Re: The state of suburban theology

From: George Murphy <>
Date: Tue Jun 22 2004 - 11:08:26 EDT

Howard -
        As you suggest at the end, this exchange may have just about run its
useful course but I'm going to add a few comments, which will be my last.
You may do the same if you wish of course.


---- Original Message -----
From: "Howard J. Van Till" <>
To: "George Murphy" <>; <>
Sent: Tuesday, June 22, 2004 9:23 AM
Subject: Re: The state of suburban theology

> I remarked:
> >> I am dubious about the distinction between "general revelation" and
> >> "special revelation." To put it very broadly, it reminds me far too
> >> of the distinction between "supernatural" and "natural" action
> >> which I and many others on this list find theologically problematic.
> George replied:
> > I don't see that there needs to be such a correlation. God is active
> > the lives of all people & the development of all cultures, not in place
> > natural processes but in & with them (i.e., "naturally.").
> I agree, but my suspicion is that the majority of folks in the pew on
> have a different set of concepts in mind.
> > But one of the
> > things we come to realize is that, because of QM & chaos theory, God can
> > in accord with the laws of physics & still have some freedom in how to
> > That being the case, I don't see in principle why God could not act in
> > distinctively revelatory ways in the history of Israel but not in the
> > histories of Greece, China, or Mesoamerica.
> I believe that God has been experienced in revelatory ways by all
> not only in the history of Israel as reported (from human perception) in
> Hebrew Scriptures.

        Possibly, if one accepts the idea of general revelation. But what I
meant was that God could do that and also reveal things in the history of
Israel that aren't revealed in other cultures (except via their contacts
with Israel).

> ...skip a bit...
> George continues:
> > If God is going to act in distinctively revelatory ways (as above),
> > not much of a stretch to think that God would also act to bring about
> > reasonably reliable (which is not to say necessarily infallible) &
> > witnesses to such revelation.
> Perhaps "not much of a stretch," but a humanly-crafted (and therefore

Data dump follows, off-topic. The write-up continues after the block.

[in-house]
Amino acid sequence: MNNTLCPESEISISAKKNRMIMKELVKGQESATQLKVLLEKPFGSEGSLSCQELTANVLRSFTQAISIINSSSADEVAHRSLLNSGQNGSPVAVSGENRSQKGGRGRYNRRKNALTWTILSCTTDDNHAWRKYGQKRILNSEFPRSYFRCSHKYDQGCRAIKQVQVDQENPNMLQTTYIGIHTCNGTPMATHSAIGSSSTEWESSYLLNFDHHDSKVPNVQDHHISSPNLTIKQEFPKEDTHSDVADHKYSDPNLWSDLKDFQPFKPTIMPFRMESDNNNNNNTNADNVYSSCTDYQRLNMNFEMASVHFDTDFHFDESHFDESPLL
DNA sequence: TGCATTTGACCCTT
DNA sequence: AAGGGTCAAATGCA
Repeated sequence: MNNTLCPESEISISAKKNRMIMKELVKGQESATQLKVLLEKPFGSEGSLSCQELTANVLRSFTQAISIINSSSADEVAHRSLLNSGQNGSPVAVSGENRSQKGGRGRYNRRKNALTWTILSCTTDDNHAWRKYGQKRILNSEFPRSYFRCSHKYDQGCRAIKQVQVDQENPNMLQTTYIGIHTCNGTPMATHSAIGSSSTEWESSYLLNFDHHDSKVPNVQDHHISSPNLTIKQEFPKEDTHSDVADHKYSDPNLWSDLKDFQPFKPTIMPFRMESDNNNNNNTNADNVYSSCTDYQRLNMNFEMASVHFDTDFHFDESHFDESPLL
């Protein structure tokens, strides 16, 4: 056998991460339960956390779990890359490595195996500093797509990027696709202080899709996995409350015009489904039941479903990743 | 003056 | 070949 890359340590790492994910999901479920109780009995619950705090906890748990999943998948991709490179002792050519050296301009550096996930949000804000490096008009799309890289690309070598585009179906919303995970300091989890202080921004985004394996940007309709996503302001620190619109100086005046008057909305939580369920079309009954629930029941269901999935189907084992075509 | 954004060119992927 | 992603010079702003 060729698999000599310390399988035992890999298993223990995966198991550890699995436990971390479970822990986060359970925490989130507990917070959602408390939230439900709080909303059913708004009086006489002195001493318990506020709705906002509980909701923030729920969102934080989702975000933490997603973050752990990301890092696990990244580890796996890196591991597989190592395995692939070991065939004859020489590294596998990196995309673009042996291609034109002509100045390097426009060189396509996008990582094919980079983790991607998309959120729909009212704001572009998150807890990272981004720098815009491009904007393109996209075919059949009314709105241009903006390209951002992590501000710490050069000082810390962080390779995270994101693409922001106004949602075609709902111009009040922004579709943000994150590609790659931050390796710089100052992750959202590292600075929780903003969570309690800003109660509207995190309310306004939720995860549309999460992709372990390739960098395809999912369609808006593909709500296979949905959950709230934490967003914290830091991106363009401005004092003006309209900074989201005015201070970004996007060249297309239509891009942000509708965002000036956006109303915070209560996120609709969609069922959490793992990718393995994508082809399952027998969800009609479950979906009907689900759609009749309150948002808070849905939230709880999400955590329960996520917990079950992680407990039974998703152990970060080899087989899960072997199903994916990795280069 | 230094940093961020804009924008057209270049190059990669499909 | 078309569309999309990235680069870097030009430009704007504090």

> fallible) inference nonetheless.

    Yes, but it's an inference based on the belief that God does want all
people to know about God - the same assumption that underlies belief in
_general_ revelation.
> I had said:
> >> If "special revelation" is equated to what we find in the biblical text
> >> (as often was done in my Calvinist upbringing) then, yes, I would be
> >> to re-label it as "selected human apprehensions of God."
> George replied:
> > I would _not_ equate the Bible with special revelation, at least not
> > a primary sense. The Bible is witness to, & earliest interpretation of,
> > revelation.
> I agree with you here. But that puts us in the minority portion of the
> Christian community. Be careful, George, of the company you keep :)

    Don't worry: In the ELCA a lot of people think I'm a conservative. (As
in some ways I am.)

> George again:
> > I recall a bumper sticker I saw in Ames on a car driven by some
> > Iranian students: "The Qur'an - God's ultimate revelation."
> > the response of too many Christians to something like that is to say
> > Bible - God's ultimate revelation." Jesus Christ is God's ultimate
> > revelation & the Bible is witness to that revelation.
> I would modify that last line to read: "For Christians, Jesus Christ is
> God's ultimate revelation & the Bible is witness to that revelation."

    In that case I don't see what function the word "ultimate" has. What
does it mean to say "Jesus Christ is God's ultimate revelation except when
he isn't"?

> Thanks for the conversation.

Received on Tue Jun 22 11:23:34 2004

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